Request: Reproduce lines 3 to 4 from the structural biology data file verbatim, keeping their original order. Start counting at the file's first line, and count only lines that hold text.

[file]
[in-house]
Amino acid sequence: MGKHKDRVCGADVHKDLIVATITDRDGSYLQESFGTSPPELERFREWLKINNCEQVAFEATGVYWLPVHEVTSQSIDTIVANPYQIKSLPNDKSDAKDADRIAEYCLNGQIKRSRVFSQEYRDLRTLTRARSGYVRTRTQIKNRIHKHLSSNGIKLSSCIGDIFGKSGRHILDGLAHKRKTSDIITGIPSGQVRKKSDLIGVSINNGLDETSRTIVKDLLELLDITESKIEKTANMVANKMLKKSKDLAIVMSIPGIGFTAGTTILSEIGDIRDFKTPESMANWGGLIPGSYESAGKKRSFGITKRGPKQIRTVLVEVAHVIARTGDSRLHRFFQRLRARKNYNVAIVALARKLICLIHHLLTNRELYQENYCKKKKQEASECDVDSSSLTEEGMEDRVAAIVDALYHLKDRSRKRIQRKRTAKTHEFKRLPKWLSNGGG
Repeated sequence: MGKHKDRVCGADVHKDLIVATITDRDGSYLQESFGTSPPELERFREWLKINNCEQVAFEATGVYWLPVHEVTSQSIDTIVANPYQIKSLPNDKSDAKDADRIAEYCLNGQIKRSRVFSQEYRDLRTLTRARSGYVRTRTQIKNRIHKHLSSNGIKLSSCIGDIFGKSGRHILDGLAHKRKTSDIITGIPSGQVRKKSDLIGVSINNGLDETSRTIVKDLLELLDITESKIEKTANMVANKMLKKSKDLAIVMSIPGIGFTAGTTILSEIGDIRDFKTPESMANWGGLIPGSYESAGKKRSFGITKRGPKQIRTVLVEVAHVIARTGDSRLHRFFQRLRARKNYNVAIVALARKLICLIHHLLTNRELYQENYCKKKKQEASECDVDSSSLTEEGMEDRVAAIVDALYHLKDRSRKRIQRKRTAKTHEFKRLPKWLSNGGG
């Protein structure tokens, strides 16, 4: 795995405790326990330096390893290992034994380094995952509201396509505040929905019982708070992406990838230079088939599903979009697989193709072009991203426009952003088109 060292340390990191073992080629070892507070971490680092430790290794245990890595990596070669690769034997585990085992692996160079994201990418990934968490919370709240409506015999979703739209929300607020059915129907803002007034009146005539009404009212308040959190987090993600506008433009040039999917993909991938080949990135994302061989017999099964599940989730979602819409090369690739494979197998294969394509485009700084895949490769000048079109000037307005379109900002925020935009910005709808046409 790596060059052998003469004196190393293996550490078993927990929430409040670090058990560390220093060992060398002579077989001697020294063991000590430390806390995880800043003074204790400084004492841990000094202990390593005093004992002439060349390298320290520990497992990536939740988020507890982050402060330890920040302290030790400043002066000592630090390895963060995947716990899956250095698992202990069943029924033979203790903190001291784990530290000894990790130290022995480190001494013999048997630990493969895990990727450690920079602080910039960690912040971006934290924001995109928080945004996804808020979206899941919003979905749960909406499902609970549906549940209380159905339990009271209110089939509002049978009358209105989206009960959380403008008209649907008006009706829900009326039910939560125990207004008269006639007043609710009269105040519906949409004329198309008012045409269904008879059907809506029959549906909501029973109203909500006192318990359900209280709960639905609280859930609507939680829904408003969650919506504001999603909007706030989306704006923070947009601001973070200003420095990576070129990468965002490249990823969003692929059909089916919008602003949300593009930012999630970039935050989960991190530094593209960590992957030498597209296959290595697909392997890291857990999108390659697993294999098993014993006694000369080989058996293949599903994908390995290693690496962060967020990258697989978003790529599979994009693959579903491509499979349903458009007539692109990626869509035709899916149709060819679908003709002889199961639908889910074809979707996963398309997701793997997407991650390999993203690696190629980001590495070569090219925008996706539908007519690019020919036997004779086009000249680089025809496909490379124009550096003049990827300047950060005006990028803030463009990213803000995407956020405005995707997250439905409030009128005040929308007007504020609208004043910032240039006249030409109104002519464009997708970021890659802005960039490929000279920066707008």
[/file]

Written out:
Repeated sequence: MGKHKDRVCGADVHKDLIVATITDRDGSYLQESFGTSPPELERFREWLKINNCEQVAFEATGVYWLPVHEVTSQSIDTIVANPYQIKSLPNDKSDAKDADRIAEYCLNGQIKRSRVFSQEYRDLRTLTRARSGYVRTRTQIKNRIHKHLSSNGIKLSSCIGDIFGKSGRHILDGLAHKRKTSDIITGIPSGQVRKKSDLIGVSINNGLDETSRTIVKDLLELLDITESKIEKTANMVANKMLKKSKDLAIVMSIPGIGFTAGTTILSEIGDIRDFKTPESMANWGGLIPGSYESAGKKRSFGITKRGPKQIRTVLVEVAHVIARTGDSRLHRFFQRLRARKNYNVAIVALARKLICLIHHLLTNRELYQENYCKKKKQEASECDVDSSSLTEEGMEDRVAAIVDALYHLKDRSRKRIQRKRTAKTHEFKRLPKWLSNGGG
């Protein structure tokens, strides 16, 4: 795995405790326990330096390893290992034994380094995952509201396509505040929905019982708070992406990838230079088939599903979009697989193709072009991203426009952003088109 060292340390990191073992080629070892507070971490680092430790290794245990890595990596070669690769034997585990085992692996160079994201990418990934968490919370709240409506015999979703739209929300607020059915129907803002007034009146005539009404009212308040959190987090993600506008433009040039999917993909991938080949990135994302061989017999099964599940989730979602819409090369690739494979197998294969394509485009700084895949490769000048079109000037307005379109900002925020935009910005709808046409 790596060059052998003469004196190393293996550490078993927990929430409040670090058990560390220093060992060398002579077989001697020294063991000590430390806390995880800043003074204790400084004492841990000094202990390593005093004992002439060349390298320290520990497992990536939740988020507890982050402060330890920040302290030790400043002066000592630090390895963060995947716990899956250095698992202990069943029924033979203790903190001291784990530290000894990790130290022995480190001494013999048997630990493969895990990727450690920079602080910039960690912040971006934290924001995109928080945004996804808020979206899941919003979905749960909406499902609970549906549940209380159905339990009271209110089939509002049978009358209105989206009960959380403008008209649907008006009706829900009326039910939560125990207004008269006639007043609710009269105040519906949409004329198309008012045409269904008879059907809506029959549906909501029973109203909500006192318990359900209280709960639905609280859930609507939680829904408003969650919506504001999603909007706030989306704006923070947009601001973070200003420095990576070129990468965002490249990823969003692929059909089916919008602003949300593009930012999630970039935050989960991190530094593209960590992957030498597209296959290595697909392997890291857990999108390659697993294999098993014993006694000369080989058996293949599903994908390995290693690496962060967020990258697989978003790529599979994009693959579903491509499979349903458009007539692109990626869509035709899916149709060819679908003709002889199961639908889910074809979707996963398309997701793997997407991650390999993203690696190629980001590495070569090219925008996706539908007519690019020919036997004779086009000249680089025809496909490379124009550096003049990827300047950060005006990028803030463009990213803000995407956020405005995707997250439905409030009128005040929308007007504020609208004043910032240039006249030409109104002519464009997708970021890659802005960039490929000279920066707008």